There is no more need for achievement level assessments in education in West Bengal. Whatever achievement level students reach in school, in college their real achievement seems to lie in beating up teachers — sometimes with motorbike chains — and destroying college property. Two such incidents occurred last Saturday, one in a college in North 24 Parganas and the other one in South Dinajpur. Instead of seeing these as two more isolated incidents, they should be added to the ongoing sequence of violence against teachers occurring everywhere in West Bengal.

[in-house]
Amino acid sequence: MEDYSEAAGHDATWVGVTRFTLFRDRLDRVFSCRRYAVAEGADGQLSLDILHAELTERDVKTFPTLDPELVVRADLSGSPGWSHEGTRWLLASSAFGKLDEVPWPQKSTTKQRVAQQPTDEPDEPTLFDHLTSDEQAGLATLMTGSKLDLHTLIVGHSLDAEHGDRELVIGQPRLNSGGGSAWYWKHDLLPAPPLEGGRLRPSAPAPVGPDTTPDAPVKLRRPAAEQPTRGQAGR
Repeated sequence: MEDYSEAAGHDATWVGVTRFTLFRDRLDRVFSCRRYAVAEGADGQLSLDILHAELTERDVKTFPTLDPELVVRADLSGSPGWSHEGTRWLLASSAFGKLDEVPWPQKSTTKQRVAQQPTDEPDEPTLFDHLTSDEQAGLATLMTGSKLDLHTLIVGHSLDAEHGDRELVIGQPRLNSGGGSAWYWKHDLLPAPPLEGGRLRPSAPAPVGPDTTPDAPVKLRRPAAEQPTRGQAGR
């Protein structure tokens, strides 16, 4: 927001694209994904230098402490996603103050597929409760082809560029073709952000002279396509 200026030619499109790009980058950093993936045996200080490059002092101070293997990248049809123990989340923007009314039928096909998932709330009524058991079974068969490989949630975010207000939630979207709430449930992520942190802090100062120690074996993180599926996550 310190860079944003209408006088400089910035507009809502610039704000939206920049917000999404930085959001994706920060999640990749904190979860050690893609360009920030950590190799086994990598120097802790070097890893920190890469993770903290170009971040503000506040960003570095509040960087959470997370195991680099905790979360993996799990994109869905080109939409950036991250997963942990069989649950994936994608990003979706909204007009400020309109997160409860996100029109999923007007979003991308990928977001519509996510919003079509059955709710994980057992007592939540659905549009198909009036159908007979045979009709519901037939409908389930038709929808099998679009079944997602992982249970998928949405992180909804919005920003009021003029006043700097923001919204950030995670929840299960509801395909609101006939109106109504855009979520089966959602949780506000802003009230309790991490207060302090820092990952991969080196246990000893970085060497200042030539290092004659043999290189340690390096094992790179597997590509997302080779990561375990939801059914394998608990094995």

It may be easy, and not incorrect, to see in such a sequence a reflection of the disorder, lawlessness and escalating violence that seem to have gripped the state at different levels. There would be some support for this point of view in the fact that some of these incidents are the result of efforts to penalize candidates cheating in examinations — as in the South Dinajpur college, for example. It is widely believed that political rivalry between Left student organizations and those of the Trinamul Congress has poisoned the atmosphere. This also means, of course, that students accused of violence often go unpunished, since they enjoy the patronage of certain parties — a point implicit in the governor’s responses to Saturday’s incidents. It is not only necessary to punish the guilty without fail, but also to identify the ways in which politicization is vitiating the ambience of education. Since holding back student union elections has not lessened the violence, it may be time to think afresh. The focus should be on trying to prevent political parties from interfering in student affairs. The students are in college to study, to discover the adult world, to make lives for themselves through their own choices, not to carry on political battles as proxies of different parties.